Museum  June 22, 2023  Christopher Siwicki

Exhibit at Baths of Diocletian in Rome Sparks Curatorial Questions

Christopher Siwicki

A bronze statue of a Roman magistrate in a toga, known at the Arringatore. From the 2nd century BC, Perugia

Do archaeological exhibitions always require a theme? Of course, there needs to be an overarching subject justifying and advertising why a selection of material has been brought together. Themes help to tell stories, create an argument, and give meaning to seemingly disparate collections of objects. The narratives constructed by curators allow items, especially mundane ones, to take on increased relevance by placing them in a broader context.

More than this, the best archaeological exhibitions go beyond just explaining the historical context of the pieces on display, to introduce visitors to new ideas and ways of thinking about the past. But it is easy for concepts to become muddled if not adequately explained, and attempts to provoke reflection are ineffective without coherence.

Christopher Siwicki

Kore statue from Thera on Santorini from the  7th century BC. Discovered in 2000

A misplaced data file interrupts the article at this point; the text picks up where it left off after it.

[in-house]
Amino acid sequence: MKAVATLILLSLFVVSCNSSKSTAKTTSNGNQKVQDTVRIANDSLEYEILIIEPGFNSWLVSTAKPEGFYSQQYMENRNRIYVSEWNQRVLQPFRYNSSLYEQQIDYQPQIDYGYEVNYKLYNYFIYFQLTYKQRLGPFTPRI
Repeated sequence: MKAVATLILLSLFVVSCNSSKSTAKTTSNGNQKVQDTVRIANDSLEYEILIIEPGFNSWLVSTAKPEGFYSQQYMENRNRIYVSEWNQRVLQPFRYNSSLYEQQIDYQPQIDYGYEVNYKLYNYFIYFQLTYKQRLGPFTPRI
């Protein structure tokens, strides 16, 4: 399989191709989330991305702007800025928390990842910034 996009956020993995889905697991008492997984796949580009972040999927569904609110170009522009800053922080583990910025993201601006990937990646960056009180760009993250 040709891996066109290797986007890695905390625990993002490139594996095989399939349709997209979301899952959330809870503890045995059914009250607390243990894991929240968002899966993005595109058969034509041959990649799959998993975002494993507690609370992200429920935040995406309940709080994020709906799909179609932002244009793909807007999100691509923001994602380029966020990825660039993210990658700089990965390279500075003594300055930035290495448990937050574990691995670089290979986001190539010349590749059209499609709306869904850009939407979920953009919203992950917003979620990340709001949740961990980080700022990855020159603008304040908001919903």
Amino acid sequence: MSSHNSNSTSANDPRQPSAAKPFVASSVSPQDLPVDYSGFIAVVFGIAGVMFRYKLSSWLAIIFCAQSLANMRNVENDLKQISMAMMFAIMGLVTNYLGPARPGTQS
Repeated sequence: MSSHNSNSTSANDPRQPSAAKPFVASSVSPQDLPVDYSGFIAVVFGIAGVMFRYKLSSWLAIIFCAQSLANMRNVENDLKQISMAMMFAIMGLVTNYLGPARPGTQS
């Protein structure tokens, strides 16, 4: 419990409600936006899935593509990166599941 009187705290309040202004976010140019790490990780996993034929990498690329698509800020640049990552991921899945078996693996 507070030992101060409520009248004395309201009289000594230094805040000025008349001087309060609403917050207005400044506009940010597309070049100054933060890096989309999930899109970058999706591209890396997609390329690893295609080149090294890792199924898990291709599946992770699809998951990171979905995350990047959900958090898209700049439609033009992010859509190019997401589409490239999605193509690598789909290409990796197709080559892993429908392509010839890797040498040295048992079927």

This train of thought is prompted by the new exhibition at the ancient Baths of Diocletian in Rome. ‘The Instant and Eternity: between Us and the Ancients’ includes an array of superb pieces from the museum’s collection, paired with objects loaned from other Italian museums, as well as a number of important pieces from Greece. 

The assemblage of objects is of the highest quality. There are exceptional marble statues and portrait busts not only from Italy but also from the islands of Delos and Santorini. From the latter, too, is an extraordinary, two and a half meter tall, archaic ‘Kore’ (female statue), which was discovered in 2000 but remained in storage until last year. There is a fourth-century BC gold ‘orphic tablet’ inscribed with an incantation to be read at the entrance to Hades, and a collection of precious silverware including the bust of the co-emperor Lucius Verus. 

Christopher Siwicki

A marble relief representing a city. From the 2nd century AD, Aquila

Added to this, the curators managed to secure the so-called ‘bridal chariot’ from Pompeii: a four-wheeled cart decorated with erotic scenes in bronze that was recently excavated in 2021. Making its public debut in the exhibition is a statue of Hercules that was discovered earlier this year by chance. The excellence and breadth of material on display are all impressive, but what does it all mean? 

An introductory panel attempts to explain the thinking behind the show: “Our relationship with the ancients is essentially twofold. On the one hand, it is a relationship built through a long historical process of intellectual and artistic transmission that has shaped our classical culture. On the other hand, it also depends on our identification with people who may have lived long ago, but who, like us, faced all the hazards of life, from the most joyous to the most tragic. Thus, they seem to us simultaneously near and far.”

Christopher Siwicki

Silver bust of the co-emperor Lucius Verus. From the 2nd century AD, Turin